East Durham, ‘The Emerald Isle of the Catskills’ that time has, thankfully, forgotten


The ending of the night was marked by, of course, the singing Amhrán na bhFiann (A Soldier’s Song) as well as God Bless America, a clear indication of the successful merging of Irish and American culture in East Durham. The next morning? A trip to Our Lady of Knock for Mass, at least for those whose heads weren’t too sore.

Before driving back to New Jersey, my mother, boyfriend and I of course had to stop into the Irish Centre to catch the showing of the Donegal and Kerry semifinal football match. Perhaps one of the only clear indicators of the distance between now and then, we were able to watch the match on a live feed on the big screen, a far cry from the huddling around a radio my mother and father had to do.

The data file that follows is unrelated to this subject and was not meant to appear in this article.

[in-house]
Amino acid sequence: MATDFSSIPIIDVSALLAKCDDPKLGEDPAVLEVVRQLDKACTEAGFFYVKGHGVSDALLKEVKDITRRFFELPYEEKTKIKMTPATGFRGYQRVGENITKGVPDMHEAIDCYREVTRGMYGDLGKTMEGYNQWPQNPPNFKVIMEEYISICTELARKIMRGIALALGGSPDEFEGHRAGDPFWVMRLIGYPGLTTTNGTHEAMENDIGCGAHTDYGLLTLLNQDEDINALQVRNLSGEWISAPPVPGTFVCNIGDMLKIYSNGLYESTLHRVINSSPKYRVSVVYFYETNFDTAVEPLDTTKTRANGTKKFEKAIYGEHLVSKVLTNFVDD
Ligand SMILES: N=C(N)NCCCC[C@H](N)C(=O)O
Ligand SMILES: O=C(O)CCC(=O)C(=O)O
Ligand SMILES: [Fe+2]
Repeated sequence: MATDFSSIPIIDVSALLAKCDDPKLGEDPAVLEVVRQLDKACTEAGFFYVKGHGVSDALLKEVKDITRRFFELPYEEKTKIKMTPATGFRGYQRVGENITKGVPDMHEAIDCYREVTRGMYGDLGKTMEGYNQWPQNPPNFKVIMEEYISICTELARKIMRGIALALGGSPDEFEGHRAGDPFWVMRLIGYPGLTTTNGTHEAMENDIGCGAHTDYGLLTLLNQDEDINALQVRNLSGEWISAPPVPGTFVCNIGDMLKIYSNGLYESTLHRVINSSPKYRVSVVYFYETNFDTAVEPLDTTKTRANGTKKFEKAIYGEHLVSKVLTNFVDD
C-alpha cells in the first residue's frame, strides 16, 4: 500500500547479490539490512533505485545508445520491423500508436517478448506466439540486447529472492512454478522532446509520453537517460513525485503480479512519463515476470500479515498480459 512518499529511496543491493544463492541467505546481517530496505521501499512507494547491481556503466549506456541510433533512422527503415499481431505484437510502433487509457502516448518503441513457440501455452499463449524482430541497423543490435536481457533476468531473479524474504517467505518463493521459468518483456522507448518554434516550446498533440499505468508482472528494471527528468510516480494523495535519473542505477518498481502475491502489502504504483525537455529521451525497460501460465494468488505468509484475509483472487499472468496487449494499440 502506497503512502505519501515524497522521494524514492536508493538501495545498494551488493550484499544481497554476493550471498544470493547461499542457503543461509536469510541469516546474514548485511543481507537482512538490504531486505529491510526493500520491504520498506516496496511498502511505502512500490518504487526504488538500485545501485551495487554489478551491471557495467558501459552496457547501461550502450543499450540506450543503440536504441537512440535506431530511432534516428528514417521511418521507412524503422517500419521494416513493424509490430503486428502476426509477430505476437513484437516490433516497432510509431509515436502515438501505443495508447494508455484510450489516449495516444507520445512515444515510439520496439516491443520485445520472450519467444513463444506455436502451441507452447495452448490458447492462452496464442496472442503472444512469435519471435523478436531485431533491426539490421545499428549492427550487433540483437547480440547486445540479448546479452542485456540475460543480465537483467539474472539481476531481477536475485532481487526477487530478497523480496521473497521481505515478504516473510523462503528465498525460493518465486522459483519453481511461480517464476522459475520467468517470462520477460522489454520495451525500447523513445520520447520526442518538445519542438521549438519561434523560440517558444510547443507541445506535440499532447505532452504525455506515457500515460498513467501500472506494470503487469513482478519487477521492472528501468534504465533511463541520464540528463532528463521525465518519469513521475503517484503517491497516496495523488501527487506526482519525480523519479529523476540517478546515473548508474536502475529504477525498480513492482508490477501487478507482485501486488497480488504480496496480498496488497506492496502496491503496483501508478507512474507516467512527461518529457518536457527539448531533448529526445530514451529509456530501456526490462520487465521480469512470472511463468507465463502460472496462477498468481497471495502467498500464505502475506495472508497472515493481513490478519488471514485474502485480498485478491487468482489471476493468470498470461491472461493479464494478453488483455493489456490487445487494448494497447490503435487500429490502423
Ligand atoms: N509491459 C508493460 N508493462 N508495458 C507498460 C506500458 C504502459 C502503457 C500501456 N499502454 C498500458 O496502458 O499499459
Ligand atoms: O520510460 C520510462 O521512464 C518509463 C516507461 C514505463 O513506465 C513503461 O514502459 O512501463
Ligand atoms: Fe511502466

Though I was none too pleased to see that Kerry won’t be headed for the All-Ireland Final next month, the range of ages that were in attendance at the showing proved that the Irish community in East Durham is still thriving, something I am thankful for. The live feed on the big screen showed that East Durham is mindful in embracing only certain forms of technology - it uses what’s necessary, but doesn’t overwhelm itself with inundating modernity.

My mother and I already decided that we’ll be back next year for even more East Durham fun. Hopefully, it’ll still be the same by then, the same it was even as when my mother used to go decades ago, but I have no doubts it will be.